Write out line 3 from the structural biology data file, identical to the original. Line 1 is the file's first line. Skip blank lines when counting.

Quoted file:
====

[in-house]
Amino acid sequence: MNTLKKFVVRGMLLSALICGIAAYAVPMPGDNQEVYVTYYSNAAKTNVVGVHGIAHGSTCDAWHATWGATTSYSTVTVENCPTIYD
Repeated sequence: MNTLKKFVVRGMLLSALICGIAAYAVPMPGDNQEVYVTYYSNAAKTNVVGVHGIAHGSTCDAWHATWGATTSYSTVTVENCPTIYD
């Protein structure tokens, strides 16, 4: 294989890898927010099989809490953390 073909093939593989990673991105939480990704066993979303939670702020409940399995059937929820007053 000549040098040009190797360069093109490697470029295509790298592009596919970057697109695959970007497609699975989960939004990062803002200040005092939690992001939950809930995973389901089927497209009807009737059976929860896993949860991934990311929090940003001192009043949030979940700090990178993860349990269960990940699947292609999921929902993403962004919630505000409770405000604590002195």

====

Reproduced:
Repeated sequence: MNTLKKFVVRGMLLSALICGIAAYAVPMPGDNQEVYVTYYSNAAKTNVVGVHGIAHGSTCDAWHATWGATTSYSTVTVENCPTIYD